We are on the threshold of a revolution in financial services – a findustrial revolution as it were – which promises extraordinary leaps in efficiency for all kinds of transactions. Finance is being redefined and challenged by small, agile fintech companies who specialize in the smart application of technological innovations to meet customers’ needs more efficiently and effectively than ever before.
Arguably the biggest obstacle to our society reaping the full benefit of this findustrial revolution is the issue of trust in transactions. When stock exchanges developed centuries ago, a handshake between (predominantly) gentlemen was considered enough to commit extraordinary amounts of capital to new economic ventures. When Jonathan’s Coffee House in the City of London developed into London Stock Exchange, its motto was (and still remains) Dictum Meum Pactum – my word is my bond.
Fast forward to the 21st century and we find a financial industry recovering from enormous reputational damage following not only the global financial crisis but a succession of trading scandals. We also find a society concerned increasingly about personal security, following high profile cyber attacks on business in an attempt to harvest customers’ personal data.
The secret to all of this therefore is to find reliable and secure ways to help people confirm their identities in the digital world and to manage their identities safely.
The obvious example of the challenge is that favourite fintech buzzword: Blockchain. The opportunities afforded by distributed ledger technology enable everyone transacting in a market to see details of every trade undertaken: of who did what and when. The issue for this exciting technology – and the reason why its first appearance as the engine for Bitcoin has been so controversial – is that actors can hide behind false identities. The names they input into the system might not be what their mothers call them.
That is why the World Economic Forum is currently discussing how to bring Dictum Meum Pactum into the digital era. How can we prove how people are who they say they are?
The Forum’s Disruptive Innovation in Financial Services Project has done a great deal in the past year to build consensus across some of the key players in this industry to agree a perspective on this complex and ambiguous subject. We have brought together banks, exchanges, regulators and other authorities to look at identity in the 21st century.
In the digital world, people might have as many identities as passwords. They will have multiple avatars for their online shopping accounts, their banking, their social media posts. Each of these they may manage separately.
Each identity has a number of elements. There are those characteristics which are unchanging – date of birth is one, but also there are biometric data and DNA analysis which can help to prove an individual’s identity. There is even your heartbeat signature. Then there are the identifiers provide by authorities: permanently assigned information such as passport and social security numbers. And there is the accumulated ID of attributes which might change over time and which is based on behavior: your digital footprint, for instance, or your credit score.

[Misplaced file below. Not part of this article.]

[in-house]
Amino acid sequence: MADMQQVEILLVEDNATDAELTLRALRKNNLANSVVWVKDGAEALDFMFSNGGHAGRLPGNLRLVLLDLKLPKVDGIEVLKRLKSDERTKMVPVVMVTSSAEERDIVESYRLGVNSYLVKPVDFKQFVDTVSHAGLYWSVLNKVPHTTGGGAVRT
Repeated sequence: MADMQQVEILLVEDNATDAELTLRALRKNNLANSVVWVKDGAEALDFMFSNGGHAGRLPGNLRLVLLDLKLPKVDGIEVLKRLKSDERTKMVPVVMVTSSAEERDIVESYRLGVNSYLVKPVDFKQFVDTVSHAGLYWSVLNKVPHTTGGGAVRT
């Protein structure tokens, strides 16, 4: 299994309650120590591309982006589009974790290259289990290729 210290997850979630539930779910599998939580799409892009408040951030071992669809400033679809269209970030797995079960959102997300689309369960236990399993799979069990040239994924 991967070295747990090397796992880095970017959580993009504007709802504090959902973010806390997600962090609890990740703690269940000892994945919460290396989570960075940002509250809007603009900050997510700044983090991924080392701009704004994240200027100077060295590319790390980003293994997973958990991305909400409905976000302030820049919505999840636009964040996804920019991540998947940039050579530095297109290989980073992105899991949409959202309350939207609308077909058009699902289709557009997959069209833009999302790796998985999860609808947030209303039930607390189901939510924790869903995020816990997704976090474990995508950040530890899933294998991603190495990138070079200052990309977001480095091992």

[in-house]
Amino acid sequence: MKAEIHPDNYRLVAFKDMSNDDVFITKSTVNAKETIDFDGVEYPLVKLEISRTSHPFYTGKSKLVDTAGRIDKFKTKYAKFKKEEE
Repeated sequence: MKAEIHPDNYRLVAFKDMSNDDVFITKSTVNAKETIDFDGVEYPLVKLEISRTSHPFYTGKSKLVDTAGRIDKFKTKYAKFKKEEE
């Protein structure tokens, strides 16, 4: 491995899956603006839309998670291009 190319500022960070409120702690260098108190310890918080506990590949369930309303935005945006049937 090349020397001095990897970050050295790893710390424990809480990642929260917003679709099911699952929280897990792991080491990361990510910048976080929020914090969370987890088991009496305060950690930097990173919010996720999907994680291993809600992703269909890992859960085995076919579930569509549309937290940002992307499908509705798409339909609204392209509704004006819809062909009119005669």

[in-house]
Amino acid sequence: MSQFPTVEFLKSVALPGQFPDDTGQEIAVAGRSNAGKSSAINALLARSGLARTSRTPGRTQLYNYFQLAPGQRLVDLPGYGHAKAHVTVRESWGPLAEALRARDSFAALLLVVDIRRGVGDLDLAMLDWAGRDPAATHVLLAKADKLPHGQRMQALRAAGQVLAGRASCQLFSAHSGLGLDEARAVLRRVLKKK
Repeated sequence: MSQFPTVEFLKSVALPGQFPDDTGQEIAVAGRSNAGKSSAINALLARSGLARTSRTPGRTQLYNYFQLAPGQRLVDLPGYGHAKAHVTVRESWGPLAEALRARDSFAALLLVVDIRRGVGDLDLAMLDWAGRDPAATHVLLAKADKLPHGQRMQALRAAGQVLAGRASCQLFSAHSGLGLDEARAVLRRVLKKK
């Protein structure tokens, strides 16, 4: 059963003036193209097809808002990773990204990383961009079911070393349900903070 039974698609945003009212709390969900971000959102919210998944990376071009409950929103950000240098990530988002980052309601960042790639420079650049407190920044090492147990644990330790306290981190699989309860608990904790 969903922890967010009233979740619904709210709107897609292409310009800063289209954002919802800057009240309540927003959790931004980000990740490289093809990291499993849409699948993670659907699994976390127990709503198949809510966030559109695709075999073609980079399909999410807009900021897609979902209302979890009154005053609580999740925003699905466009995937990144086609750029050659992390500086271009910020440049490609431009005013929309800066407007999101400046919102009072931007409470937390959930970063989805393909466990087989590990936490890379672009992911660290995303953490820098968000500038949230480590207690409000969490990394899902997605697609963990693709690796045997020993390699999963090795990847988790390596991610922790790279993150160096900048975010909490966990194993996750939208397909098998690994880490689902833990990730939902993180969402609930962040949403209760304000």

Your digital ID can therefore be a rich record of your behaviours and attitudes, then. Your spending patterns can be monitored and analysed to generate credit scores and then to agree credit loans. Your digital footprint might provide useful evidence for pricing more accurately your health insurance. Your associations with peer groups might indicate your likelihood of managing your finances effectively. Your behaviours might also indicate you are a “safe” person to provide financial services to, in a world with heightened risk of crime and illegal activities.
All of this information is theoretically possible to gather and can be attributed to your identity. But how should this be done? Who should be entrusted and empowered to do it?
Perhaps the best informed firms to manage digital identity are those with the richest store of information – those major retailers or smartphone providers which have high volume contact with their customers. They can compile and create a detailed picture of customer behavior which can contribute to understanding of an individual. Some of the earliest credit scoring companies were spun out of retailers, for example.
But of course individuals want to ensure they own this information – that it is accurate and that it is used responsibly in circumstances over which they have some control.
Imagine then if you are the owner of your own, authoritative Digital ID report: a completely comprehensive record of your ID attributes, with fields automatically maintained and populated by trusted third parties. You have a credit score provided by an independent authority for instance; a record of insurance claims maintained by your insurer; a criminal record maintained by the courts.
Your word would indeed – and unarguably – be your bond.
Once we have agreed as a society how we can and should manage our identities in the digital age, the Fourth Industrial Revolution can properly get underway. The future of finance and commerce may never be the same.
This post originally appeared on the World Economic Forum blog.
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